New D.C. Test Demands More Than Circling an Answer
Monday, April 17, 2006
Washington students in grades 3 through 8 and grade 10 face a new standardized exam next week -- one embraced by many but not all teachers -- and the drilling for it has long since begun:
Seated on a multicolored rug, Monica Davis's fifth-graders followed the words from an overhead projector while she read a story about an insensitive ferret who insulted his friend, an overweight pig.
Davis posed questions, spurring the students at Harriet Tubman Elementary School in Northwest Washington to discuss such weighty topics as body image and judging people by what's inside them.
"Now I want you guys to think about all the things we've talked about. We are going to get on our swing, take these ideas and roll with it," Davis said. By now, the students know that her whimsical parlance means to pull out their black-and-white-covered composition books and write a few sentences about what the story teaches them about life.
The exercise is one of many methods being used to spur high achievement on the D.C. Comprehensive Assessment System -- nicknamed D.C. CAS -- that replaces the long-standing Stanford 9 exam.
Students will notice a key difference on the new test: In addition to multiple-choice questions, it includes many "constructed response" questions, requiring them to explain in three or four sentences how they arrived at their answers. The Stanford 9 test was entirely multiple choice.
The Stanford 9 analyzed the performance of D.C. students based on the achievement of their peers across the country. The new exam will bring the system into compliance with the federal No Child Left Behind law, which requires systems to replace such "norm-referenced" tests with exams that measure students against what they are taught in their classrooms.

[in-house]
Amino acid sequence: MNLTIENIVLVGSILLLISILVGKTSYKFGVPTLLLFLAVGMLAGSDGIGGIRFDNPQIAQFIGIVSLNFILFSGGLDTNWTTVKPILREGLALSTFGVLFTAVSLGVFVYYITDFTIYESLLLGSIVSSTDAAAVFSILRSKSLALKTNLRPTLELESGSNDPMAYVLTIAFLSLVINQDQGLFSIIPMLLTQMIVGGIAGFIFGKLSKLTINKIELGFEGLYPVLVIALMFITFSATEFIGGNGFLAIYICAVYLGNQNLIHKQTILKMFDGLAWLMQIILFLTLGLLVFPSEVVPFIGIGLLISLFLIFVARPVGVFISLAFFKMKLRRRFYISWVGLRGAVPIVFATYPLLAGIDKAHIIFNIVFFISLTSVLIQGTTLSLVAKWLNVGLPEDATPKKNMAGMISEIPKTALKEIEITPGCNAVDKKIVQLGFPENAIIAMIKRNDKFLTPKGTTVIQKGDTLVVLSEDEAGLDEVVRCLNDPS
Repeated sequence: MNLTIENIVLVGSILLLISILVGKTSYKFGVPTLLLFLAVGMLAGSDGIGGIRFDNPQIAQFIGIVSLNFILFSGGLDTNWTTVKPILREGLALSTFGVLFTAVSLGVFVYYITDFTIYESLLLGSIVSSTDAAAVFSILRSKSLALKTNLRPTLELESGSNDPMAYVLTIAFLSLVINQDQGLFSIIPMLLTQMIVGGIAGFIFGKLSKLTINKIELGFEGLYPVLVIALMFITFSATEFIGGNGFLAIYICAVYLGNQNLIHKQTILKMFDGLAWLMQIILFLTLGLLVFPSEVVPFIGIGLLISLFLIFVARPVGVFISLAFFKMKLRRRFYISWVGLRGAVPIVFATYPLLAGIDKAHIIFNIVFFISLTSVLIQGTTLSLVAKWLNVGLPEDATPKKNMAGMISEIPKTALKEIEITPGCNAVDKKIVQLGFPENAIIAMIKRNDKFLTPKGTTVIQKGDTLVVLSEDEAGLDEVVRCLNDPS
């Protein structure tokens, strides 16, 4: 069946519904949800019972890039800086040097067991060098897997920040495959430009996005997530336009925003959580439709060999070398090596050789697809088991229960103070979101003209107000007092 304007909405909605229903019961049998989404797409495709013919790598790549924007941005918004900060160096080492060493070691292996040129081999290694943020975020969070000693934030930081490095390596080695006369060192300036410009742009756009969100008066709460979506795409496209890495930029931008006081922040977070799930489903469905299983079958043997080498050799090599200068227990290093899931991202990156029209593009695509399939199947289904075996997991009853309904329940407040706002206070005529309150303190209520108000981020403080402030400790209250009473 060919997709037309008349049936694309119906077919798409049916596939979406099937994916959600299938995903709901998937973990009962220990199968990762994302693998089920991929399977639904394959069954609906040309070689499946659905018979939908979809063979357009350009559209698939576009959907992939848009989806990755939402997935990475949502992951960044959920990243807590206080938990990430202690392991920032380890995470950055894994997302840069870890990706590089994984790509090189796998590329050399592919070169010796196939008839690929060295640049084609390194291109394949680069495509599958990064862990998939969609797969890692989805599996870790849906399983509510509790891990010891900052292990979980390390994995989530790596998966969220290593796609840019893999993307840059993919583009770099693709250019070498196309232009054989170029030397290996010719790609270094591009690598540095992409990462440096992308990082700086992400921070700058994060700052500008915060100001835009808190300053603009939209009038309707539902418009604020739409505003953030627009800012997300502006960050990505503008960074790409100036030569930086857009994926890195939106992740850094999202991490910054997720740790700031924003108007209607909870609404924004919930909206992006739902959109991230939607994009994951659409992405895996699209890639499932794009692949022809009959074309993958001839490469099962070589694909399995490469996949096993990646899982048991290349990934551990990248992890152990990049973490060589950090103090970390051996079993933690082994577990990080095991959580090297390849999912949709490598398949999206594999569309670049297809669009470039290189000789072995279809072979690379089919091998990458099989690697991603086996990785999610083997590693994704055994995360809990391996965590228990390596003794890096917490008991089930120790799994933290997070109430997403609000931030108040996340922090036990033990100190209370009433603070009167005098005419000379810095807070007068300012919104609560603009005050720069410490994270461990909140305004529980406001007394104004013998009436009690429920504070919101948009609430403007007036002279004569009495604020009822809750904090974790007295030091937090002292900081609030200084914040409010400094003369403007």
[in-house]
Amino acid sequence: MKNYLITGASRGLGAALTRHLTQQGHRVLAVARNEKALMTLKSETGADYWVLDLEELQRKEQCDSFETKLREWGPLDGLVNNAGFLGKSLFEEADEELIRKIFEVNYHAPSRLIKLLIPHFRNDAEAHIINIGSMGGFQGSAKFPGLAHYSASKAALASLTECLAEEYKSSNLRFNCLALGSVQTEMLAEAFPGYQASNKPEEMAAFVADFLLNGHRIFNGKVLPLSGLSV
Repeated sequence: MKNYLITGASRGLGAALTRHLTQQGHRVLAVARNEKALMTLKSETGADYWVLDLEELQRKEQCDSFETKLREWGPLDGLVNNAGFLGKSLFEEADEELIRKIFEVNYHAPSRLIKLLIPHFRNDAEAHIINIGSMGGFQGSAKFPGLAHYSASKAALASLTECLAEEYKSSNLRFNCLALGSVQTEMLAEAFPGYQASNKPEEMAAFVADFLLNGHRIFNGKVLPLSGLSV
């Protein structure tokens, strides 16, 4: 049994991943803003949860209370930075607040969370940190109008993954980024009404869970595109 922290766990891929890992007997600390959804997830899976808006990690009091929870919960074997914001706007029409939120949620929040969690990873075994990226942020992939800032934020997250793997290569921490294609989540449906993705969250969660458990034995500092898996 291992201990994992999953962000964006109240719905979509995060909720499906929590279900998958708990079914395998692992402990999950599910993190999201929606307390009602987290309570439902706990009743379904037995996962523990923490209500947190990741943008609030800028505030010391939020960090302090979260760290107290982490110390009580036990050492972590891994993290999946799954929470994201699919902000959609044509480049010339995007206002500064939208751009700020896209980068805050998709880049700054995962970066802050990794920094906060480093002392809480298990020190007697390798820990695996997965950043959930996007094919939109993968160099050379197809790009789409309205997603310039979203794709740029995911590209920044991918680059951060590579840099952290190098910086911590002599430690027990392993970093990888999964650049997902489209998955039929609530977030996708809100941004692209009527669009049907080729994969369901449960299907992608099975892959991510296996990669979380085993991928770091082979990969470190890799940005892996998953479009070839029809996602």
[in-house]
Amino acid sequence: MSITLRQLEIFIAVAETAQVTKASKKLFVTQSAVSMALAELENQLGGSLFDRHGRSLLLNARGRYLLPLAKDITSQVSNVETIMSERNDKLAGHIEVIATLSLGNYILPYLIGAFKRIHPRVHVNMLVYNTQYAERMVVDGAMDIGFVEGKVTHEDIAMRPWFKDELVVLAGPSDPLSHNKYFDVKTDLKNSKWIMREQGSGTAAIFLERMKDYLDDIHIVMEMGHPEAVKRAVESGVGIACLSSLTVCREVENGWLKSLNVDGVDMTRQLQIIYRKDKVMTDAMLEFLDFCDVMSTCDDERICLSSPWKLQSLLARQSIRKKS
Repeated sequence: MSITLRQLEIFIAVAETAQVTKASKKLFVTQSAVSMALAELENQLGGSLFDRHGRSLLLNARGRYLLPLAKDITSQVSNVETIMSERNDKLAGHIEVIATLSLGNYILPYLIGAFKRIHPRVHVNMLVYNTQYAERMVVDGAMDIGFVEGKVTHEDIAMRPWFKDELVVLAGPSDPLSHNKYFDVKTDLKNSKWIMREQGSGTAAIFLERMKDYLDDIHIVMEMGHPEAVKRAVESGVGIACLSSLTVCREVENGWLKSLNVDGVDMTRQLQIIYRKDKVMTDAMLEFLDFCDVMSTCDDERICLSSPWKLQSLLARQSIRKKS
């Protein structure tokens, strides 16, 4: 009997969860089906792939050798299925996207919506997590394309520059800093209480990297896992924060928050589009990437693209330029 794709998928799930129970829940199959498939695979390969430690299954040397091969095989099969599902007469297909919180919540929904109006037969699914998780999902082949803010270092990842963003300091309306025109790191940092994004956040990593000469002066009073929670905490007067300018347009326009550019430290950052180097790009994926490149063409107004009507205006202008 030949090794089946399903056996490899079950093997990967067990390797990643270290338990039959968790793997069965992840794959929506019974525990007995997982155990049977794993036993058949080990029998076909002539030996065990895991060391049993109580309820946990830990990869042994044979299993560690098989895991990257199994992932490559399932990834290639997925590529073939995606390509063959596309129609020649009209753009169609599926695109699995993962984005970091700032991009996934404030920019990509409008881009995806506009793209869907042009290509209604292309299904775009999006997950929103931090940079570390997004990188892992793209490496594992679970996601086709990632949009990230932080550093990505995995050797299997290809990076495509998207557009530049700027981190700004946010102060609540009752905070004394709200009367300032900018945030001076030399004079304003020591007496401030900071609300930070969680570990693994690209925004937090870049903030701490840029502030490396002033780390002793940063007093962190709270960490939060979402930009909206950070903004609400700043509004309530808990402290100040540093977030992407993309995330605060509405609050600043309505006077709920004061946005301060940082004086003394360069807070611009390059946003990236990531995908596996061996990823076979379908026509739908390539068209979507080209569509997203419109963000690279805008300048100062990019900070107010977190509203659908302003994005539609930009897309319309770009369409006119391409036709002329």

The federal requirement went into effect last year, and the D.C. system had to pay a $123,000 fine for missing the deadline. D.C. school officials said they needed the extra year to align the new exam with reading and math standards, curricula and textbooks introduced in the fall.
D.C. CAS's short-answer questions will allow schools to gauge higher-thinking skills, said Bill Caritj, assistant superintendent for educational accountability and assessment. "You can ask the students to analyze and compare," Caritj said. "We want them to describe what clues suggest what an author's purpose is. We want to try to get them to think for themselves."
Some teachers, though, say a national test might have more validity. Erich Martel, who teaches world history at Wilson Senior High School in Northwest, said he is skeptical of the District's efforts to produce the test in-house and its ability to objectively evaluate the students' written responses.
"I definitely think they need to have a national reference. Otherwise, you have no way of judging the level of performance," Martel said. He added that the desire for students to do well "may push someone to a subjective evaluation that may not be warranted."
D.C. students have traditionally ranked below average on the Stanford 9 and other norm-referenced tests, including the National Assessment of Educational Progress. Last year, 81 of 147 schools were listed under No Child Left Behind as "in need of improvement" for failing to make adequate yearly progress. Schools on the list for three or more years are subject to punitive action, including having their principals and staffs replaced.